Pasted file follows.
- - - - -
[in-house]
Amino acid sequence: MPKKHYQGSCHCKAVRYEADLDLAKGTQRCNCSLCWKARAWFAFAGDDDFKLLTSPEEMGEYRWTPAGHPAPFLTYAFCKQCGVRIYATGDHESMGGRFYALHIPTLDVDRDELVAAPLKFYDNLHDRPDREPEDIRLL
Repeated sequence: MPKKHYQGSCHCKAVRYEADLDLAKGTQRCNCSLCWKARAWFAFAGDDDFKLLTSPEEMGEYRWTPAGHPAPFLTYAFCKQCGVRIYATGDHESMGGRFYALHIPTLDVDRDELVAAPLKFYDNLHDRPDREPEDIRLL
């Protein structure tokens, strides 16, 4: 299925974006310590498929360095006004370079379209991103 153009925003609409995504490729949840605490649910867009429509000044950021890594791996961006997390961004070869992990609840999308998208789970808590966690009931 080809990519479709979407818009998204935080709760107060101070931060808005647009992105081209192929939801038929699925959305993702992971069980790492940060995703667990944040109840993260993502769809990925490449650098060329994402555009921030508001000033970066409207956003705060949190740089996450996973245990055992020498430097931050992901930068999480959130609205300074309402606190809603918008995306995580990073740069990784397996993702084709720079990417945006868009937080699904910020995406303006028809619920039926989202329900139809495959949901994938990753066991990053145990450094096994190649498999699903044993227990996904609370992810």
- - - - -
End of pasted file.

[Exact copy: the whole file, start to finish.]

[in-house]
Amino acid sequence: MPKKHYQGSCHCKAVRYEADLDLAKGTQRCNCSLCWKARAWFAFAGDDDFKLLTSPEEMGEYRWTPAGHPAPFLTYAFCKQCGVRIYATGDHESMGGRFYALHIPTLDVDRDELVAAPLKFYDNLHDRPDREPEDIRLL
Repeated sequence: MPKKHYQGSCHCKAVRYEADLDLAKGTQRCNCSLCWKARAWFAFAGDDDFKLLTSPEEMGEYRWTPAGHPAPFLTYAFCKQCGVRIYATGDHESMGGRFYALHIPTLDVDRDELVAAPLKFYDNLHDRPDREPEDIRLL
């Protein structure tokens, strides 16, 4: 299925974006310590498929360095006004370079379209991103 153009925003609409995504490729949840605490649910867009429509000044950021890594791996961006997390961004070869992990609840999308998208789970808590966690009931 080809990519479709979407818009998204935080709760107060101070931060808005647009992105081209192929939801038929699925959305993702992971069980790492940060995703667990944040109840993260993502769809990925490449650098060329994402555009921030508001000033970066409207956003705060949190740089996450996973245990055992020498430097931050992901930068999480959130609205300074309402606190809603918008995306995580990073740069990784397996993702084709720079990417945006868009937080699904910020995406303006028809619920039926989202329900139809495959949901994938990753066991990053145990450094096994190649498999699903044993227990996904609370992810």